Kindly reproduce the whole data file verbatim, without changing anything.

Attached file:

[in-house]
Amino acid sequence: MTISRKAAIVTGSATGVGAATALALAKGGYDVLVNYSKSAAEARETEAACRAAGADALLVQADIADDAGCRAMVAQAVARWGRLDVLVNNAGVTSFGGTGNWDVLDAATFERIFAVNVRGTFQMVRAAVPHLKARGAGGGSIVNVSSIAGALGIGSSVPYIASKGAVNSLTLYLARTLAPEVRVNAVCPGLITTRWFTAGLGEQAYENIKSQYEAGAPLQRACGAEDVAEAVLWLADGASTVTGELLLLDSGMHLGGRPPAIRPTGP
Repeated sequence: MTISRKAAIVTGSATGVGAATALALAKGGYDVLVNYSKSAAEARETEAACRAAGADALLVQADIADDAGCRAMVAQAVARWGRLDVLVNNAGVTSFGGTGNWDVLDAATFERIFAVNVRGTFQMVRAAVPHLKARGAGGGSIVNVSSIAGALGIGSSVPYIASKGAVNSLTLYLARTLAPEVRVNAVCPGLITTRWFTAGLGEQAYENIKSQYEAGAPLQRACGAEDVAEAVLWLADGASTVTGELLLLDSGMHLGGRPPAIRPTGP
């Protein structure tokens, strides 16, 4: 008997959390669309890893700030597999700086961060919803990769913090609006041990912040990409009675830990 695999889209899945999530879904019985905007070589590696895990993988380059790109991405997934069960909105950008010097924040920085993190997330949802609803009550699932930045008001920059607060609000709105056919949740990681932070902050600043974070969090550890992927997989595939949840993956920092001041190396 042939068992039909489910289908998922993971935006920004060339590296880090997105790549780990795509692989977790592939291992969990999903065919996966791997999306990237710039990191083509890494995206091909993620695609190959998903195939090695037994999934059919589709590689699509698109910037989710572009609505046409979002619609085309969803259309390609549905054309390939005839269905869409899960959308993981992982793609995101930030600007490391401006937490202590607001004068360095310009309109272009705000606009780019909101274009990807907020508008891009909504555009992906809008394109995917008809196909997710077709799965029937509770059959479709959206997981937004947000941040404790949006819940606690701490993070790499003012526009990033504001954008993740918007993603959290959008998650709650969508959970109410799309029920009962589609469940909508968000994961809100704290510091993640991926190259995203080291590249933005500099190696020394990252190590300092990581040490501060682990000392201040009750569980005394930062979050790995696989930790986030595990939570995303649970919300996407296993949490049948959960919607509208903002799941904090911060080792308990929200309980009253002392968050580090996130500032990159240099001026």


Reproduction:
[in-house]
Amino acid sequence: MTISRKAAIVTGSATGVGAATALALAKGGYDVLVNYSKSAAEARETEAACRAAGADALLVQADIADDAGCRAMVAQAVARWGRLDVLVNNAGVTSFGGTGNWDVLDAATFERIFAVNVRGTFQMVRAAVPHLKARGAGGGSIVNVSSIAGALGIGSSVPYIASKGAVNSLTLYLARTLAPEVRVNAVCPGLITTRWFTAGLGEQAYENIKSQYEAGAPLQRACGAEDVAEAVLWLADGASTVTGELLLLDSGMHLGGRPPAIRPTGP
Repeated sequence: MTISRKAAIVTGSATGVGAATALALAKGGYDVLVNYSKSAAEARETEAACRAAGADALLVQADIADDAGCRAMVAQAVARWGRLDVLVNNAGVTSFGGTGNWDVLDAATFERIFAVNVRGTFQMVRAAVPHLKARGAGGGSIVNVSSIAGALGIGSSVPYIASKGAVNSLTLYLARTLAPEVRVNAVCPGLITTRWFTAGLGEQAYENIKSQYEAGAPLQRACGAEDVAEAVLWLADGASTVTGELLLLDSGMHLGGRPPAIRPTGP
């Protein structure tokens, strides 16, 4: 008997959390669309890893700030597999700086961060919803990769913090609006041990912040990409009675830990 695999889209899945999530879904019985905007070589590696895990993988380059790109991405997934069960909105950008010097924040920085993190997330949802609803009550699932930045008001920059607060609000709105056919949740990681932070902050600043974070969090550890992927997989595939949840993956920092001041190396 042939068992039909489910289908998922993971935006920004060339590296880090997105790549780990795509692989977790592939291992969990999903065919996966791997999306990237710039990191083509890494995206091909993620695609190959998903195939090695037994999934059919589709590689699509698109910037989710572009609505046409979002619609085309969803259309390609549905054309390939005839269905869409899960959308993981992982793609995101930030600007490391401006937490202590607001004068360095310009309109272009705000606009780019909101274009990807907020508008891009909504555009992906809008394109995917008809196909997710077709799965029937509770059959479709959206997981937004947000941040404790949006819940606690701490993070790499003012526009990033504001954008993740918007993603959290959008998650709650969508959970109410799309029920009962589609469940909508968000994961809100704290510091993640991926190259995203080291590249933005500099190696020394990252190590300092990581040490501060682990000392201040009750569980005394930062979050790995696989930790986030595990939570995303649970919300996407296993949490049948959960919607509208903002799941904090911060080792308990929200309980009253002392968050580090996130500032990159240099001026």